Driving

Re: Driving

PostBy: 2001Sierra On: Mon Feb 17, 2014 12:28 am

No 4wd, I am too cheap. 2001 Sierra with new General AT2's, locking diff, and 400 lbs of Anthracite in the back. Picked my daughter up from work on Thursday as the storm was building. Told her Anthracite was getting us home, she laughed. We came upon a steep hill, and I told her "Black Rocks Don't Fail Me Now", her response, "Dad you are such a Redneck. Do Rednecks burn Anthracite?
The Sierra is so much more sure footed in snow than all my old S trucks, S10's and Sonoma. They to where 2WD and I was a field tech driving 40,000 miles per year, in all kinds of weather, just driving smart. All local travel now less than 8000 miles per year.
2001Sierra
 
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Re: Driving

PostBy: LsFarm On: Tue Feb 18, 2014 12:14 am

Yep, a good driver, more than 50% of the vehicle weight on the driving wheels, and some common sense. Will get you through most snow storms.
I had many ratty VW's for winter-rides. And they were impressive in the snow.. about 60% of the vehicle weight on the driving wheels. Add a set of true 'snow tires' or CHAINS !! whoo hoo! it was a 4-wheeled snowmobile!

I remember a '69 ford Econoline van I had, the blunt nosed van, sort of looked like a pug dog.
I had modified it to be a mini-motorhome, had a custom rear bumper holding 35 gallons of fuel, propane tanks on the back too.. [ Thank God, I never got hit in the rear! ] And a huge set of snow tires on it too.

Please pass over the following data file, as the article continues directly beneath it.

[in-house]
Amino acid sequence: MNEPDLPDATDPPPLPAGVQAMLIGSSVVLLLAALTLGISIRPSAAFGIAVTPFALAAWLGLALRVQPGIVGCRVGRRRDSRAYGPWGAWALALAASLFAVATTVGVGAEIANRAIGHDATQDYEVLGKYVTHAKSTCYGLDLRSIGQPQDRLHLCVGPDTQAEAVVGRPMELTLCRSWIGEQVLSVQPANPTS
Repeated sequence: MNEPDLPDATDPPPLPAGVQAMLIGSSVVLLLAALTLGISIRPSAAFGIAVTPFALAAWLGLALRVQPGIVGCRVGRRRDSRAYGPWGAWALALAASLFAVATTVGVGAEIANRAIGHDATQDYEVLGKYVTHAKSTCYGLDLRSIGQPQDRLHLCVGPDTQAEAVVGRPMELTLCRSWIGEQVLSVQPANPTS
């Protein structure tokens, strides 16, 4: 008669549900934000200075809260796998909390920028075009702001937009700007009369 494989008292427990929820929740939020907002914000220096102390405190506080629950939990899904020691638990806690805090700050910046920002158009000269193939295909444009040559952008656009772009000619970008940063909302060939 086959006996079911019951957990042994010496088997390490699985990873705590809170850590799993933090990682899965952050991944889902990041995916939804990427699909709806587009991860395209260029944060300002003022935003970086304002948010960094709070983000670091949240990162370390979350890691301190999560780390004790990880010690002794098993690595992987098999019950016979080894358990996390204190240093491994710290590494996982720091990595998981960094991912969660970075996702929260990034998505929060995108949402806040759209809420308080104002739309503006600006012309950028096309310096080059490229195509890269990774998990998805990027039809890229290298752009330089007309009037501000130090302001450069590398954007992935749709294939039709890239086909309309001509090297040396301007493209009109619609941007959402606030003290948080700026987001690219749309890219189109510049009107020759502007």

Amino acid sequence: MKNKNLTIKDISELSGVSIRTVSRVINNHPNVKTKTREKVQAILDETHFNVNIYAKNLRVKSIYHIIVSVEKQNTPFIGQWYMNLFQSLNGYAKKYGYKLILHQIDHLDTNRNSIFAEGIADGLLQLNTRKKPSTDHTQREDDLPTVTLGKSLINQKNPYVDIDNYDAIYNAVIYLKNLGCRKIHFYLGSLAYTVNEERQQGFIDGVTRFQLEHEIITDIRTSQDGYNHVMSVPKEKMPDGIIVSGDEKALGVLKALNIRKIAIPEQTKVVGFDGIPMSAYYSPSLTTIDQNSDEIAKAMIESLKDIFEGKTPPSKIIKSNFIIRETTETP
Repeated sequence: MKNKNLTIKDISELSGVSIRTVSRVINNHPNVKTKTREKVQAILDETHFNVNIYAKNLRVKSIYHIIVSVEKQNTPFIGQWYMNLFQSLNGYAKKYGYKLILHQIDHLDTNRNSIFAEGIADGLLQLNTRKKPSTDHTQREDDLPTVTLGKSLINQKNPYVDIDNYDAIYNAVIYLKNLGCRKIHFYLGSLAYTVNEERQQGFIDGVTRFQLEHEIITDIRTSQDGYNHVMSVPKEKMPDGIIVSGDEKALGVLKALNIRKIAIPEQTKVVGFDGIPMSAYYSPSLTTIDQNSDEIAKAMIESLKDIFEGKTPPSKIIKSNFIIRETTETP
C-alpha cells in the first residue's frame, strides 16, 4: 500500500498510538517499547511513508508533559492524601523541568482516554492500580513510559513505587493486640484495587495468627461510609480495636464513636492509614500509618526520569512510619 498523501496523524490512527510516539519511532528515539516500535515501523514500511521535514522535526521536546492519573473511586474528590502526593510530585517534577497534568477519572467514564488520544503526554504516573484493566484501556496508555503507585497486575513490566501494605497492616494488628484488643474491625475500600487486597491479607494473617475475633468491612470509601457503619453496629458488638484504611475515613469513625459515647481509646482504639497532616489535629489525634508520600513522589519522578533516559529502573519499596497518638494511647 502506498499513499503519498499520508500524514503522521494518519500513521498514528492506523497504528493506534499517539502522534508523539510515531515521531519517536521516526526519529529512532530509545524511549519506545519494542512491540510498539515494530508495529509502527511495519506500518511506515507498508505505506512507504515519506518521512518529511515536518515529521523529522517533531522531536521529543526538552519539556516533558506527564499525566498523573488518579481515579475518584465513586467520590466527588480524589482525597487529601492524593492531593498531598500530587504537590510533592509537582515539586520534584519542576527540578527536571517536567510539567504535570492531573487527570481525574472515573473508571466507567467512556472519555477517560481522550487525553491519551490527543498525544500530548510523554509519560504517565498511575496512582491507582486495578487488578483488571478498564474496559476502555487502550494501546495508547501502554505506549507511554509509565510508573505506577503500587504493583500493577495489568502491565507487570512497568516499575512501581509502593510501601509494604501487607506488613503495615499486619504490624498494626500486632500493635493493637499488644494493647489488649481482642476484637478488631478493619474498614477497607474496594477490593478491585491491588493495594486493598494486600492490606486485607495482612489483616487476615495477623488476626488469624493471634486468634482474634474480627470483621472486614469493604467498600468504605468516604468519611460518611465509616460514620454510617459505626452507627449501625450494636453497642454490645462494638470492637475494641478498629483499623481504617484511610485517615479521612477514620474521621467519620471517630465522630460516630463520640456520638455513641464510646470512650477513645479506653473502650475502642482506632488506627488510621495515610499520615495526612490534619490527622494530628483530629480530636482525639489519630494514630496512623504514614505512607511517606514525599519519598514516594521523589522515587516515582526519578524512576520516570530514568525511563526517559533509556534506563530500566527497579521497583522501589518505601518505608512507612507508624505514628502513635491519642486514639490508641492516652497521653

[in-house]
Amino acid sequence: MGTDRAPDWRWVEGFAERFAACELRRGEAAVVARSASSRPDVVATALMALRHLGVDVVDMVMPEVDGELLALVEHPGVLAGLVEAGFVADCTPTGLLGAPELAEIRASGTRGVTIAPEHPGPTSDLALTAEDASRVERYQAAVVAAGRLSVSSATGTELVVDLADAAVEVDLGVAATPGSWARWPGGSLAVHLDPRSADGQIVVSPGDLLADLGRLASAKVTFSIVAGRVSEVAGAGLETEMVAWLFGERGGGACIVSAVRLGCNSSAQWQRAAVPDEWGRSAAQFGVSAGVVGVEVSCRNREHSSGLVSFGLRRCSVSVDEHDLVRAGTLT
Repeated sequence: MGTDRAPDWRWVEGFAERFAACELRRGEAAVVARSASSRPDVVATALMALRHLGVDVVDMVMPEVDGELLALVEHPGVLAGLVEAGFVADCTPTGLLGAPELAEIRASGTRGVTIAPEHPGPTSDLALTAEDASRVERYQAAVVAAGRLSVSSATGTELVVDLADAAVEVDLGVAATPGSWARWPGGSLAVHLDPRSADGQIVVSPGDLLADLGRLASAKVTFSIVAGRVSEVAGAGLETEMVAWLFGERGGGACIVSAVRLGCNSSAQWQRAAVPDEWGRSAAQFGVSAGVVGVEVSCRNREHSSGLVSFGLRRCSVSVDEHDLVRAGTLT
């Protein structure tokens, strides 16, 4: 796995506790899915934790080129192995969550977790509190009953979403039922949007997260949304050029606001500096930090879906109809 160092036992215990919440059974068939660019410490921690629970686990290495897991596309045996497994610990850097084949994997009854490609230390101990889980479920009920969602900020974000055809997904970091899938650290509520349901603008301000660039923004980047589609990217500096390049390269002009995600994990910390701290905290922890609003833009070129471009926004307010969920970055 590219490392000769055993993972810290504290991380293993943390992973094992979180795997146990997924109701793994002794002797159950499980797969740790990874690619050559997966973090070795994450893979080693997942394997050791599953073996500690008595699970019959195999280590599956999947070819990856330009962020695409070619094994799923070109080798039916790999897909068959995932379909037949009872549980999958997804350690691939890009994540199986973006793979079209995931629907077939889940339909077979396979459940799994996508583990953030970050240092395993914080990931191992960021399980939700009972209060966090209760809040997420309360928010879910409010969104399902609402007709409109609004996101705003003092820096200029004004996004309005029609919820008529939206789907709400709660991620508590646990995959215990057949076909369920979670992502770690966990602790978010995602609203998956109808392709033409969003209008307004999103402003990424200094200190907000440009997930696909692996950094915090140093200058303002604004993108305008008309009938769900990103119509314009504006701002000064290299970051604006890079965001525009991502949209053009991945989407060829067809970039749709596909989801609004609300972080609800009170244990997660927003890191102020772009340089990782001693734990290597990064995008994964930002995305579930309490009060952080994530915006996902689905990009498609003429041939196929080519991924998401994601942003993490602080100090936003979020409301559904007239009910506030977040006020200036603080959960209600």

I had that long, long driveway, and it was usually drifted over.. but the blunt nose and flat bumper of the Econoline worked like a snow plow,, I had to steer to the side of the driveway, stop and back up, because the snow was piling up over the top of the hood. It was almost a plow truck without a plow.

Greg L
LsFarm
 
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Re: Driving

PostBy: LsFarm On: Tue Feb 18, 2014 12:24 am

I've seen it many times, and done it myself many times.

In the middle of a parking lot, a car, minivan, whatever. spinning it's wheels. getting a little bit of movement, but the driver doesn't know how to capitalize on the little bit of kinetic energy they get when the vehicle rocks just a little.

I've seen others, and I too have gone to the door of the car, talked with the driver, made a suggestion, even reached through the window to turn the steering wheel..
Then the stuck-driver gives up, gets out, and a real driver gets in.. and within a few minutes, using careful applications of throttle, skilled steering, and understanding that you must keep the vehicle moving, using the rocking motions of the car riding up the sides and ends of the ruts in the snow..
And the vehicle gets out, and the 'real driver' gets out, turns the car back over to it's owner..

I guess just like I can't play a piano, or any musical instrument... some people can't 'feel' a vehicle's messages.

Greg L
LsFarm
 
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Re: Driving

PostBy: labman On: Tue Feb 18, 2014 12:21 pm

I was traveling to St. Lawrence county N.Y. on Friday the 14th from south central PA, and didn't run into any of those idiots. We made it in 7 1/2 hours for 450 miles. Lots of slippery roads, but people drove ok. Above Syracuse the roads were covered for the most part, but traffic was moving 65.
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